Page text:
Vineland is a small ghost town located in southwest Orange County, Florida near the junction of Florida State Road 535 and Interstate 4.  Vineland is somewhat unique due to it largely being squeezed out of existence by Lake Buena Vista which is the company town where Disney World is located. Vineland was founded in the late 1800s as Englewood.  The town name of Englewood changed to Orange Center in 1911 before finally assuming the name Vineland in 1924.  Much like the rest of Orange County the community of Vineland was centered around Citrus Grove.  In the case of Vineland said orange groves were centered around Ruby Lake. The end of Vineland came as the Disney Corporation began purchasing parcels of citrus grove land to build Lake Buena Vista.  Vineland fell into a sharp decline in the 1960s but the community managed to continue to exist to modern times.  Much of the street grid of Vineland still exists east of FL 535 but most of the original structures are either gone or falle

Old NY 10 and Goodman Mountain in the Adirondacks

  Old highway alignments come in all shapes and sizes, as well as taking some different forms after their lifespan of serving cars and trucks has ended. In the case of an old alignment of what was NY 10 south of Tupper Lake, New York, part of the old road was turned into part of a hiking trail to go up Goodman Mountain. At one time, the road passed by Goodman Mountain to the east, or Litchfield Mountain as it was known at the time. As the years passed, sometime around 1960, the part of NY 10 north of Speculator became part of NY 30, and remains that way today from Speculator, past Indian Lake and Tupper Lake and up to the Canadian Border. At one time, the highway was realigned to pass the Goodman Mountain to the west, leaving this stretch of road to be mostly forgotten and to be reclaimed by nature. During the summer of 2014, a 1.6 mile long hiking trail was approved the Adirondack Park Agency to be constructed to the summit of the 2,176 foot high Goodman Mountain. For the first 0.9 mi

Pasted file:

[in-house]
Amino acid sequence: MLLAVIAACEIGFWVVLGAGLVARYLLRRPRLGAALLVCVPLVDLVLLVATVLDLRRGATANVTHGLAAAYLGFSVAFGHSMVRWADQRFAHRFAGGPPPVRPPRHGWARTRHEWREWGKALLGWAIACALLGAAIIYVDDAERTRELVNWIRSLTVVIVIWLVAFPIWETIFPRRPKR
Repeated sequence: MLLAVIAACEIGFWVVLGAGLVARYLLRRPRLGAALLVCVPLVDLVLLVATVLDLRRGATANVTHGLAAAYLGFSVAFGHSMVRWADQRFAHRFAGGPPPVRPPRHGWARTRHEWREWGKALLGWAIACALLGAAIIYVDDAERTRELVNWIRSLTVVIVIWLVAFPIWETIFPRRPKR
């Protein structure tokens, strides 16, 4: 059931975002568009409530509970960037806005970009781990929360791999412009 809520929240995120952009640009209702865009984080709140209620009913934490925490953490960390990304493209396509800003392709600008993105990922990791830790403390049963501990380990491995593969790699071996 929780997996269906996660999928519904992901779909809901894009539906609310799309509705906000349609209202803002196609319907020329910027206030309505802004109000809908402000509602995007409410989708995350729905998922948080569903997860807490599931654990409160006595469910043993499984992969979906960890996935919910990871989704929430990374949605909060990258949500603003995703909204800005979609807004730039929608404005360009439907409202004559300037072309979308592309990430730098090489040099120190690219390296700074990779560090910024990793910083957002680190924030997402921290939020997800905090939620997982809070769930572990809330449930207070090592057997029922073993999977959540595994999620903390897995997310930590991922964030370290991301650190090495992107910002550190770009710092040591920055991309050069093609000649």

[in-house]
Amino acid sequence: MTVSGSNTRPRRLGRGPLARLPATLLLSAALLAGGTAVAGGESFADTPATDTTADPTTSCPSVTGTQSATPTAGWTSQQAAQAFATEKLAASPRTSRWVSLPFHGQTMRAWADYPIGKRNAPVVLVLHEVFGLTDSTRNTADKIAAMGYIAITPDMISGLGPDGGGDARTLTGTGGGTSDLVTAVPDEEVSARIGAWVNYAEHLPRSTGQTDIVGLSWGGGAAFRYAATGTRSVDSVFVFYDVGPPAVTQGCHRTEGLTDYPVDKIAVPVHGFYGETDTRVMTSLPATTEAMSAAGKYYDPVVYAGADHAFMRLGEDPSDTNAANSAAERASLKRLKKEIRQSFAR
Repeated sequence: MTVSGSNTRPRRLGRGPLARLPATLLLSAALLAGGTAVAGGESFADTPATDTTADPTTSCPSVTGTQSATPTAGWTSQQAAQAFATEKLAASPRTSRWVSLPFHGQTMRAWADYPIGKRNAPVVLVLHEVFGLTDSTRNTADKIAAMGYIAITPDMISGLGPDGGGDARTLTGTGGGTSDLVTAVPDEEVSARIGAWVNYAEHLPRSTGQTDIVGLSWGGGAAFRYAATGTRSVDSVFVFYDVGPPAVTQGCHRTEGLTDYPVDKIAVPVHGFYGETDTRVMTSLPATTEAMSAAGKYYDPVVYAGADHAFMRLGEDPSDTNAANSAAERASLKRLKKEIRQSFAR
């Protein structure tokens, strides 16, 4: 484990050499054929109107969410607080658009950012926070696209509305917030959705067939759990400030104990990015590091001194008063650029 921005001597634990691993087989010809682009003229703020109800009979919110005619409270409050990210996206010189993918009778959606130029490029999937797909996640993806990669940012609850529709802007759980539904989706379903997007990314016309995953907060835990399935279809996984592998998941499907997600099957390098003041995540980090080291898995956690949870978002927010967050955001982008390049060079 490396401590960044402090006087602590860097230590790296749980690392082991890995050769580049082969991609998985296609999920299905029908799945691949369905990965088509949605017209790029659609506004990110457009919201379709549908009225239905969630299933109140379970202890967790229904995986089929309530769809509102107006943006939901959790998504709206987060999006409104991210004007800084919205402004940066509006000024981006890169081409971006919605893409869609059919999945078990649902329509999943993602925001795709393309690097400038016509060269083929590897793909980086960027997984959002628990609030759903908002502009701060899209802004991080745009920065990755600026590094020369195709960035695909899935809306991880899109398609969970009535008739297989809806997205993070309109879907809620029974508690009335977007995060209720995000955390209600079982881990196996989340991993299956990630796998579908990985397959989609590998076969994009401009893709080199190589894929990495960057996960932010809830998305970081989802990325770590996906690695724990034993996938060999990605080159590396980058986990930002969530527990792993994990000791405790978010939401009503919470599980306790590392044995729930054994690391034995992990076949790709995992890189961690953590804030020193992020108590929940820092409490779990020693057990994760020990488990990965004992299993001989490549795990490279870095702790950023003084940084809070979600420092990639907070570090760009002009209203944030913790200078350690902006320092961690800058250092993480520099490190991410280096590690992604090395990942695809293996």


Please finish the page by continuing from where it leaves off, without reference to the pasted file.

Oregon State Highway 58

  Also known as the Willamette Highway No. 18, the route of Oregon State Highway 58 (OR 58) stretches some 86 miles between US 97 north of Chemult and I-5 just outside of Eugene, Oregon. A main route between the Willamette Valley region of Oregon with Central Oregon and Crater Lake National Park, the highway follows the Middle Fork Willamette River and Salt Creek for much of its route as it makes its way to and across the Cascades, cresting at 5,138 feet above sea level at Willamette Pass. That is a gain of over 4,500 in elevation from where the highway begins at I-5. The upper reaches of OR 58 are dominated by the principal pinnacle that can sometimes be seen from the highway, Diamond Peak, and three nearby lakes, Crescent, Odell and Waldo (Oregon's second largest lake). OR 58 is chock full of rivers, creeks, mountain views, hot springs and waterfalls within a short distance from the highway. OR 58 was numbered as such by the Oregon State Highway Department in 1940. OR 58 is a del